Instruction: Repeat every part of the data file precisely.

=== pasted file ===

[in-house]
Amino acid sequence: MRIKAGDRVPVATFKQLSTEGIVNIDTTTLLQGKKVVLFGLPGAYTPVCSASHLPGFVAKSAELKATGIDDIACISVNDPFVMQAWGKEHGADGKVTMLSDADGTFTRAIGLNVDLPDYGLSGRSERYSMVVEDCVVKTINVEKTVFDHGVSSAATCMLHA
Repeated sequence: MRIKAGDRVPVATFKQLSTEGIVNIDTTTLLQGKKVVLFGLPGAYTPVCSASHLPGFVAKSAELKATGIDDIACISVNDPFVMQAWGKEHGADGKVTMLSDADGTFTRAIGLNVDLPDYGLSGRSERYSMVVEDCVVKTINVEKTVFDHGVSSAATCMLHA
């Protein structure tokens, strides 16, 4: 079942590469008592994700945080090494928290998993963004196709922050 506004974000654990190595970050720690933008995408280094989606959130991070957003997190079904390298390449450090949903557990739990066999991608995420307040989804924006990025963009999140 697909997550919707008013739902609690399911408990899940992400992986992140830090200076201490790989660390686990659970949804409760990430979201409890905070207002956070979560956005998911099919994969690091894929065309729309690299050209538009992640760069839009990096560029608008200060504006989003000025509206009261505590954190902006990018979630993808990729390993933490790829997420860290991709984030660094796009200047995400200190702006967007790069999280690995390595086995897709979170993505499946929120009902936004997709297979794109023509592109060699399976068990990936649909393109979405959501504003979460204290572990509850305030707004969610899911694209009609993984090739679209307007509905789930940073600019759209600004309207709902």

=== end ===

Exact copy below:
[in-house]
Amino acid sequence: MRIKAGDRVPVATFKQLSTEGIVNIDTTTLLQGKKVVLFGLPGAYTPVCSASHLPGFVAKSAELKATGIDDIACISVNDPFVMQAWGKEHGADGKVTMLSDADGTFTRAIGLNVDLPDYGLSGRSERYSMVVEDCVVKTINVEKTVFDHGVSSAATCMLHA
Repeated sequence: MRIKAGDRVPVATFKQLSTEGIVNIDTTTLLQGKKVVLFGLPGAYTPVCSASHLPGFVAKSAELKATGIDDIACISVNDPFVMQAWGKEHGADGKVTMLSDADGTFTRAIGLNVDLPDYGLSGRSERYSMVVEDCVVKTINVEKTVFDHGVSSAATCMLHA
């Protein structure tokens, strides 16, 4: 079942590469008592994700945080090494928290998993963004196709922050 506004974000654990190595970050720690933008995408280094989606959130991070957003997190079904390298390449450090949903557990739990066999991608995420307040989804924006990025963009999140 697909997550919707008013739902609690399911408990899940992400992986992140830090200076201490790989660390686990659970949804409760990430979201409890905070207002956070979560956005998911099919994969690091894929065309729309690299050209538009992640760069839009990096560029608008200060504006989003000025509206009261505590954190902006990018979630993808990729390993933490790829997420860290991709984030660094796009200047995400200190702006967007790069999280690995390595086995897709979170993505499946929120009902936004997709297979794109023509592109060699399976068990990936649909393109979405959501504003979460204290572990509850305030707004969610899911694209009609993984090739679209307007509905789930940073600019759209600004309207709902």